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Scientists urge government to adopt safer methods of controlling birds

Health & Science
 Red-billed quelea. A single quelea has the capacity to consume up to 10 grammes of grain daily. [iStockphoto]

From the lush green and brown paddies, a rice farm is a sight to behold. However, tales from farmers depict a different picture.

A rice farm covering hundreds of acres of land is the source of livelihood for thousands of households in Ahero and West Kano irrigation schemes. Lately, millions of red-billed quelea birds have descended on the crops in droves, causing losses amounting to millions.

When farmers pushed for urgent intervention, the Ministry of Agriculture responded by using drones to spray the farms through an aerial control operation, aiming to kill up to 6 million birds.

While government officials declared war on the birds classified as 'least concern', experts warned that the move would harm other species of birds and wildlife.

This has left the government with the dilemma of saving endangered species or protecting the livelihood of the people.

When The Standard visited the farms, birds were still wreaking havoc on the crop despite the recent efforts to kill them.

Linet Achieng, a rice farmer, said the birds attacked the crops just before harvest and consumed everything on her two-acre farm.

Quelea birds are known for their voracious appetite for grains. According to Achieng, they arrive in large numbers, making scaring them away a full-time job for many farmers.

"The loss occasioned by this invasion cannot be understated. As of now we have rice in various stages but all is lost," Achieng lamented.

James Ochieng said rice farming is a continuous process; some rice fields are young, and others are ready for harvest. However, the birds seem to eat everything they come across.

 Red-billed quelea birds have descended on the crops in droves, causing losses amounting to millions. [iStockphoto]

"We need airplanes to spray the farms. The drones are not doing enough. We have faced this problem before, but it has never been this serious," he said.

The Standard observed that farmers have now resorted to basic and crude materials to scare the birds. Those who cannot do this by themselves spend an average of Sh10,000 per week hiring people to help scare the birds away.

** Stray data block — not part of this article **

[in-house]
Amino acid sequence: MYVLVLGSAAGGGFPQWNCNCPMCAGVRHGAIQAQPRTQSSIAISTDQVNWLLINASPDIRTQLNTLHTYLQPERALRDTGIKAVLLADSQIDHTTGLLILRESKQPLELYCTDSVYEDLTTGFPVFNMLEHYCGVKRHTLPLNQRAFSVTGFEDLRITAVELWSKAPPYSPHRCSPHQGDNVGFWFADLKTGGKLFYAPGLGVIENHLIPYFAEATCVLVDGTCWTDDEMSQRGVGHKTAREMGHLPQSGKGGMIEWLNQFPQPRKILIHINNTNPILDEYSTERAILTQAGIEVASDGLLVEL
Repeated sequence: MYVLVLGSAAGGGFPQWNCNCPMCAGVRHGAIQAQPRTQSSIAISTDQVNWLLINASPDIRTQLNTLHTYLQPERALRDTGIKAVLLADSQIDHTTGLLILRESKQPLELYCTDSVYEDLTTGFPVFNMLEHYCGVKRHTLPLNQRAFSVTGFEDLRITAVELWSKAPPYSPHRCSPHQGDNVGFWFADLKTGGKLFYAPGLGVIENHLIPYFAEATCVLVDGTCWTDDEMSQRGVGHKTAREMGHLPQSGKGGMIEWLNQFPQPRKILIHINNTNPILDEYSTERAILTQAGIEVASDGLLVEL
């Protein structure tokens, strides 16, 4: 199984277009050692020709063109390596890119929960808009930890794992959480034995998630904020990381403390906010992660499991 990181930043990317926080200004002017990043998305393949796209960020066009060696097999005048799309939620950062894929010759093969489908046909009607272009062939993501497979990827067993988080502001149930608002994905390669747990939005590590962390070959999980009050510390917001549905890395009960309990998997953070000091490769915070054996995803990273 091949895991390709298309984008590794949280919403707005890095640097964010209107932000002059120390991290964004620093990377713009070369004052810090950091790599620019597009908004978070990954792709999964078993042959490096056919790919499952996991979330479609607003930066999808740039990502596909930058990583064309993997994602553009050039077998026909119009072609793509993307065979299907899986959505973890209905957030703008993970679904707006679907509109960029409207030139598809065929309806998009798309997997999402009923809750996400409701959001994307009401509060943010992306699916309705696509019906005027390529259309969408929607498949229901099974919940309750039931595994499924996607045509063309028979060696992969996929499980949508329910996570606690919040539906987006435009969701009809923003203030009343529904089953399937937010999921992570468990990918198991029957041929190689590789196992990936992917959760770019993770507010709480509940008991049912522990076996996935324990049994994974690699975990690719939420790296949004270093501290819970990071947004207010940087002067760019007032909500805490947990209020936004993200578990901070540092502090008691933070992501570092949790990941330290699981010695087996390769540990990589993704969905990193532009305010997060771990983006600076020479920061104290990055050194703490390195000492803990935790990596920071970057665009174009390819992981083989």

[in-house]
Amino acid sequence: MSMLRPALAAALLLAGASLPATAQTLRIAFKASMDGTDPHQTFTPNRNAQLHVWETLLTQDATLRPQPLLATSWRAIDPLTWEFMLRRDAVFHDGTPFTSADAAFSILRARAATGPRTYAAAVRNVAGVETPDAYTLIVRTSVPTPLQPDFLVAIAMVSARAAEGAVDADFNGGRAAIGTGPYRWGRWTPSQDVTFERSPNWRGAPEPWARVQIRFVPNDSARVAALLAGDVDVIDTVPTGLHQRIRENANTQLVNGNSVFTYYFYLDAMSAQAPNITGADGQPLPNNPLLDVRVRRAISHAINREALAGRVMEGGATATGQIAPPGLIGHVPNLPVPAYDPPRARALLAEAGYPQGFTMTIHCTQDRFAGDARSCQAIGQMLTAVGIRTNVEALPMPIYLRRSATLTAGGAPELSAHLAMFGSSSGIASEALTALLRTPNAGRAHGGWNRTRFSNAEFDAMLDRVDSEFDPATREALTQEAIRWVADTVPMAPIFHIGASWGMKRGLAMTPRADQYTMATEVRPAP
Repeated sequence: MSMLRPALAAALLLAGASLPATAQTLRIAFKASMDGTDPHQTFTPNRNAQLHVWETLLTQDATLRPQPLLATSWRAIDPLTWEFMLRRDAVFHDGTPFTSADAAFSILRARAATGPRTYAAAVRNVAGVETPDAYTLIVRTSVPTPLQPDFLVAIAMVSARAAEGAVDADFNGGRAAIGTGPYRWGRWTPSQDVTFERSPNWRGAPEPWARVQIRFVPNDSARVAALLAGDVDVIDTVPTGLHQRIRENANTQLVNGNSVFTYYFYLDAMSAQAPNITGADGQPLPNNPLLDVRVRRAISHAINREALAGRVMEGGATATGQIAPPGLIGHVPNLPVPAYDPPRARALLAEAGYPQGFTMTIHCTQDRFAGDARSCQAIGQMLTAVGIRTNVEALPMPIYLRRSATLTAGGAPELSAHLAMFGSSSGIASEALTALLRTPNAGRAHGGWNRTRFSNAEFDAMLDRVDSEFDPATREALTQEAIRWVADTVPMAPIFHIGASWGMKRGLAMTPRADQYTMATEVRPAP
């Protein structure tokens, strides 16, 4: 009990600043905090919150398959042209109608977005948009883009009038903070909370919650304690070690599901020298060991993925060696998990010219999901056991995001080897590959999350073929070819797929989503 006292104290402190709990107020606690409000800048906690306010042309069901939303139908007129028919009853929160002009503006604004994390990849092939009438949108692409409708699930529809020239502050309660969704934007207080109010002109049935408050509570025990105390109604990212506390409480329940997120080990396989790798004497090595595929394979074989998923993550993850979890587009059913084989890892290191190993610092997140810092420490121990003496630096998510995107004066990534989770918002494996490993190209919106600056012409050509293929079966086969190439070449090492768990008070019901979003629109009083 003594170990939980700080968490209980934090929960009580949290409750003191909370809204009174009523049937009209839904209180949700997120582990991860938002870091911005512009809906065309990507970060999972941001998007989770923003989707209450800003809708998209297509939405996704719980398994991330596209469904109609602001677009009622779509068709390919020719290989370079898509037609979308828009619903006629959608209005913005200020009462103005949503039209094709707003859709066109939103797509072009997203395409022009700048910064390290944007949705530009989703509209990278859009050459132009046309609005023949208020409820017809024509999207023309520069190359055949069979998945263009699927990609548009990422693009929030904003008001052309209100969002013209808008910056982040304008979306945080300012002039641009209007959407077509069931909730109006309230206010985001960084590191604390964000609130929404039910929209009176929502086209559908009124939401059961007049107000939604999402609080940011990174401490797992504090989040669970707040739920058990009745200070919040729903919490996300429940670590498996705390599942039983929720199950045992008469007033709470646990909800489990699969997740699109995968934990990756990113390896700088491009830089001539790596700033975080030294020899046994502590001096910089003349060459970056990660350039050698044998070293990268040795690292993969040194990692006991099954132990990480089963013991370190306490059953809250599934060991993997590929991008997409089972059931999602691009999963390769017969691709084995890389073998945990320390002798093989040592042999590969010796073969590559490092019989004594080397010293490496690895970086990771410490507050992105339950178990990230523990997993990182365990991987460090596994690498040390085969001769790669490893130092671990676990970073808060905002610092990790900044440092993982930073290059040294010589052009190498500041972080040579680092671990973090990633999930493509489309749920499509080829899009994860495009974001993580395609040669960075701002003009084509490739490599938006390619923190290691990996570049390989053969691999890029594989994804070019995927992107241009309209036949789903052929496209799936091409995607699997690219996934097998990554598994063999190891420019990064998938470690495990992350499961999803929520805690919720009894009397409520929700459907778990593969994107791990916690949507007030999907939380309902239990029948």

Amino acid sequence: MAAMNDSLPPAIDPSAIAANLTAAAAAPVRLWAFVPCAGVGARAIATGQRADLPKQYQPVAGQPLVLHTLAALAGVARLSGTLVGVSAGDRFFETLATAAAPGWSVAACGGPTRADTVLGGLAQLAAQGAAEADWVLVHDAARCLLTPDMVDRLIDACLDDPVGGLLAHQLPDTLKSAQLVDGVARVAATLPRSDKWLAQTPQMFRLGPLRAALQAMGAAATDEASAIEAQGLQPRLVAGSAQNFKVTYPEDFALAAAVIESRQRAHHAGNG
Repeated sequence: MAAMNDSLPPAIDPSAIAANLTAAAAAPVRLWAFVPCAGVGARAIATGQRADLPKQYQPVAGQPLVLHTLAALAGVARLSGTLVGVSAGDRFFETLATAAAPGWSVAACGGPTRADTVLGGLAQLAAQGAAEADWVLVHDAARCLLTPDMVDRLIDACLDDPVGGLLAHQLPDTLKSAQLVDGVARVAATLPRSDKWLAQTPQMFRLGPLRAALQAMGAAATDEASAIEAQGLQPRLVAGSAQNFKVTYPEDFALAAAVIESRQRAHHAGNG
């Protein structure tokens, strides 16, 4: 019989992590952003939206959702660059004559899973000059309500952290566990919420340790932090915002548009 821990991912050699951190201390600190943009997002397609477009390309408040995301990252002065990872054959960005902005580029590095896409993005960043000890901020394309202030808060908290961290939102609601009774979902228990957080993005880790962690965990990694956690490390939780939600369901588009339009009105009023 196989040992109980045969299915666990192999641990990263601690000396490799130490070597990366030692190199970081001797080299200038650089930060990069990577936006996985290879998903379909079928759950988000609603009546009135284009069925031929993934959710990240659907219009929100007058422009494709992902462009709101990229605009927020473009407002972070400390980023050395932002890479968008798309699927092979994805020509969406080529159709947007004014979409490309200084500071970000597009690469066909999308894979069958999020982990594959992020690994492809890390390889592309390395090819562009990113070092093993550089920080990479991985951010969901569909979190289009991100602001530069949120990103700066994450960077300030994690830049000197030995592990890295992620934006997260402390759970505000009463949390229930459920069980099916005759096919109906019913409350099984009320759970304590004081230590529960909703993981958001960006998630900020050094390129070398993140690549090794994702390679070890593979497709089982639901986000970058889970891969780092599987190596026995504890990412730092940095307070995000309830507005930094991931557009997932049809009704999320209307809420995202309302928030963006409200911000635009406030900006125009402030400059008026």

Peter Okello, another farmer, said because of the invasion, many farmers have rushed to harvest their rice creating a glut in the market.

"And because of this, the price of rice has dropped from Sh45 per kilo to Sh30 per kilo because these rush harvests lower rice quality," Okello said.

He said the losses incurred can never be recovered.

While making the announcement three weeks ago, Kisumu County Executive Member for Agriculture Ken Onyango, said two rice schemes are most affected.

"Our farmers have incurred huge losses as some 300 acres of rice fields have been destroyed by the birds with 2,000 more acres under threat," Onyango said.

Onyango said when they received reports from field officers, the county government sought help from the national government. A team from Kilimo House arrived in the county prepared with equipment and chemicals.

According to the survey, Nyando is the worst-hit, followed by Nyakach and Muhoroni. He said a number of birds have migrated to Okana Irrigation scheme from Kisumu East Sub-County, according to a report from Kisumu County.

He noted the operation will cover the National Irrigation Authority area in Muhoroni, Awach Kano, Ogange, Amboo, Okana, Ogongo, Kudho, Haro and Alara.

The official attributed the invasion to partial control by the crop protection unit noting that the last crop protection was done in March 2022.

His announcement led to a series of protests from environmentalists who termed the move brutal. This came against the backdrop of the world losing massive biodiversity in the last 50 years.

 A swarm of red-billed quelea birds. [iStockphoto]

They called for more innovative ways to save birds while protecting the crop.

Professor Raphael Kapiyo, an environmental scientist at Maseno University said it is imperative to have a well-informed approach to controlling quelea as the proposed method can lead to environmental contamination and the massive loss of other birds and animalspecies.

According to scientists the Horn of Africa is experiencing a persistent drought. This has resulted in a decline in the amount of native grass that provides the main food source for queleas.

As a consequence, these birds are increasingly foraging on grain fields, endangering around 2,000 acres (800 hectares) of rice. Around 300 acres of rice fields have already been damaged by the queleas.

As per the Food and Agricultural Organisation (FAO), a single quelea has the capacity to consume up to 10 grammes of grain daily.

In western Kenya, farmers are at risk of losing almost 60 tonnes of grain to these birds. In 2021, FAO estimated that crop damage caused by queleas results in losses of around Sh6 billion.

In Africa, the spraying of fenthion, an organophosphate pesticide, has been the method of choice in battling pests. However, the chemical is toxic to humans and nontarget organisms, according to researchers.

"Fenthion can injure or kill generally, with resulting adverse effects on non-target organisms," Kapiyo said.

Kapiyo pushed for the need to enhance education and awareness on quelea control.

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